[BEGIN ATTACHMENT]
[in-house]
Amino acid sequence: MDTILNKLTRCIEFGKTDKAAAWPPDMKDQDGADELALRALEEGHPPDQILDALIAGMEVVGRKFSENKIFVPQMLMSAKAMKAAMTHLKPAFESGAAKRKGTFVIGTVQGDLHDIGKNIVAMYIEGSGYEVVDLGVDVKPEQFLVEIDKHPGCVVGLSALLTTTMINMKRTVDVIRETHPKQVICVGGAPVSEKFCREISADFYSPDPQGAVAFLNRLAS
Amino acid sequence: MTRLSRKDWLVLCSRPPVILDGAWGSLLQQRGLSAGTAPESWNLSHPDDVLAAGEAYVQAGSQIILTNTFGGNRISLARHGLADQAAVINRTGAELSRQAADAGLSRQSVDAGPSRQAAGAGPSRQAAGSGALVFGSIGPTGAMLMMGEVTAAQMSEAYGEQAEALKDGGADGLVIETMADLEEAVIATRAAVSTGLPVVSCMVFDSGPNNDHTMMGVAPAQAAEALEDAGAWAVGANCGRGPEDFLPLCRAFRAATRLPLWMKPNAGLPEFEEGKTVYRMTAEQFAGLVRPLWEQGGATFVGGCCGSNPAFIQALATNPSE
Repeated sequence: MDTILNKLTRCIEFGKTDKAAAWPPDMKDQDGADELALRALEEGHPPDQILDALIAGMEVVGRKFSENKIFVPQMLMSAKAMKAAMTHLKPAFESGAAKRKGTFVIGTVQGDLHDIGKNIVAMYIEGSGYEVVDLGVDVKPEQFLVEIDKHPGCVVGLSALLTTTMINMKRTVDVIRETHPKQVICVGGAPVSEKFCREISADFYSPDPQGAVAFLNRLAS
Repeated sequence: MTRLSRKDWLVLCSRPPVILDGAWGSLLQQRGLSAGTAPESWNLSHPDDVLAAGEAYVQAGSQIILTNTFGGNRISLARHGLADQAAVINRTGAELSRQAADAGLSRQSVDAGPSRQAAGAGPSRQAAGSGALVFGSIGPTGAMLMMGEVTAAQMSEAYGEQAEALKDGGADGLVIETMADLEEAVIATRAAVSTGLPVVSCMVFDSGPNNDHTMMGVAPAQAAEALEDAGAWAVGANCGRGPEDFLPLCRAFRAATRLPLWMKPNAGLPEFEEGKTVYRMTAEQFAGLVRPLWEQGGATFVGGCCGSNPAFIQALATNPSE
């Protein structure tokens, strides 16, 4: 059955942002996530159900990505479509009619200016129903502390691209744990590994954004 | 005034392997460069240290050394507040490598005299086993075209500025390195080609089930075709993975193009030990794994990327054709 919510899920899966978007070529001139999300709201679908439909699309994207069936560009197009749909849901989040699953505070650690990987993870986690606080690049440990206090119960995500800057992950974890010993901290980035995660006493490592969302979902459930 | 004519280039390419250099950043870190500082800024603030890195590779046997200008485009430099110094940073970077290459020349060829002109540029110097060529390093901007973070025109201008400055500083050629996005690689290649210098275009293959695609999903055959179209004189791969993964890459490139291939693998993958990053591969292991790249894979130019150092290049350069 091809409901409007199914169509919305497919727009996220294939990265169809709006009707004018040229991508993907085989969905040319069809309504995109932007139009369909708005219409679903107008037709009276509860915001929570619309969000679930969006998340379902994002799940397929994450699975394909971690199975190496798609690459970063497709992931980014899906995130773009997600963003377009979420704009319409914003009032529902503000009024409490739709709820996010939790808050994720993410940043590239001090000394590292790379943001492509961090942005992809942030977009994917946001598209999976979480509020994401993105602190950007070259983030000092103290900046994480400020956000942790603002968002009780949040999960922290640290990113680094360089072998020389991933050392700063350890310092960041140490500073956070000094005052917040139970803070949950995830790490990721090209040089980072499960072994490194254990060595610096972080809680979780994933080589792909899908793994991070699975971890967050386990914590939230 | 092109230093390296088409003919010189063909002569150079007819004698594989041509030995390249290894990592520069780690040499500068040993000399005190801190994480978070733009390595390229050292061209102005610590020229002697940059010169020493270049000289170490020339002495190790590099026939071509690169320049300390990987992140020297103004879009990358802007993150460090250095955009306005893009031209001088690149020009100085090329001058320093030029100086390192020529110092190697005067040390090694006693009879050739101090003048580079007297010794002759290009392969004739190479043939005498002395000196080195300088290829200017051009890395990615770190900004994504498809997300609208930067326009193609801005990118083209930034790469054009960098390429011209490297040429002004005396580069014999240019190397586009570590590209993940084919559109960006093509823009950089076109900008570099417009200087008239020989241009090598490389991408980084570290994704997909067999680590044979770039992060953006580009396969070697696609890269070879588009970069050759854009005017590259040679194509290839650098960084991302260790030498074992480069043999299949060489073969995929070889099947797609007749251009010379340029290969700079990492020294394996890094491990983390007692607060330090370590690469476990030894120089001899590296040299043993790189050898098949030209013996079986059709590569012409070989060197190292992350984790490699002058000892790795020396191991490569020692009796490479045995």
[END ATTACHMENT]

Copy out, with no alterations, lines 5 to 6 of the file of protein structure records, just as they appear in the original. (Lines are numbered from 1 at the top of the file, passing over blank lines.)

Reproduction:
Repeated sequence: MTRLSRKDWLVLCSRPPVILDGAWGSLLQQRGLSAGTAPESWNLSHPDDVLAAGEAYVQAGSQIILTNTFGGNRISLARHGLADQAAVINRTGAELSRQAADAGLSRQSVDAGPSRQAAGAGPSRQAAGSGALVFGSIGPTGAMLMMGEVTAAQMSEAYGEQAEALKDGGADGLVIETMADLEEAVIATRAAVSTGLPVVSCMVFDSGPNNDHTMMGVAPAQAAEALEDAGAWAVGANCGRGPEDFLPLCRAFRAATRLPLWMKPNAGLPEFEEGKTVYRMTAEQFAGLVRPLWEQGGATFVGGCCGSNPAFIQALATNPSE
């Protein structure tokens, strides 16, 4: 059955942002996530159900990505479509009619200016129903502390691209744990590994954004 | 005034392997460069240290050394507040490598005299086993075209500025390195080609089930075709993975193009030990794994990327054709 919510899920899966978007070529001139999300709201679908439909699309994207069936560009197009749909849901989040699953505070650690990987993870986690606080690049440990206090119960995500800057992950974890010993901290980035995660006493490592969302979902459930 | 004519280039390419250099950043870190500082800024603030890195590779046997200008485009430099110094940073970077290459020349060829002109540029110097060529390093901007973070025109201008400055500083050629996005690689290649210098275009293959695609999903055959179209004189791969993964890459490139291939693998993958990053591969292991790249894979130019150092290049350069 091809409901409007199914169509919305497919727009996220294939990265169809709006009707004018040229991508993907085989969905040319069809309504995109932007139009369909708005219409679903107008037709009276509860915001929570619309969000679930969006998340379902994002799940397929994450699975394909971690199975190496798609690459970063497709992931980014899906995130773009997600963003377009979420704009319409914003009032529902503000009024409490739709709820996010939790808050994720993410940043590239001090000394590292790379943001492509961090942005992809942030977009994917946001598209999976979480509020994401993105602190950007070259983030000092103290900046994480400020956000942790603002968002009780949040999960922290640290990113680094360089072998020389991933050392700063350890310092960041140490500073956070000094005052917040139970803070949950995830790490990721090209040089980072499960072994490194254990060595610096972080809680979780994933080589792909899908793994991070699975971890967050386990914590939230 | 092109230093390296088409003919010189063909002569150079007819004698594989041509030995390249290894990592520069780690040499500068040993000399005190801190994480978070733009390595390229050292061209102005610590020229002697940059010169020493270049000289170490020339002495190790590099026939071509690169320049300390990987992140020297103004879009990358802007993150460090250095955009306005893009031209001088690149020009100085090329001058320093030029100086390192020529110092190697005067040390090694006693009879050739101090003048580079007297010794002759290009392969004739190479043939005498002395000196080195300088290829200017051009890395990615770190900004994504498809997300609208930067326009193609801005990118083209930034790469054009960098390429011209490297040429002004005396580069014999240019190397586009570590590209993940084919559109960006093509823009950089076109900008570099417009200087008239020989241009090598490389991408980084570290994704997909067999680590044979770039992060953006580009396969070697696609890269070879588009970069050759854009005017590259040679194509290839650098960084991302260790030498074992480069043999299949060489073969995929070889099947797609007749251009010379340029290969700079990492020294394996890094491990983390007692607060330090370590690469476990030894120089001899590296040299043993790189050898098949030209013996079986059709590569012409070989060197190292992350984790490699002058000892790795020396191991490569020692009796490479045995």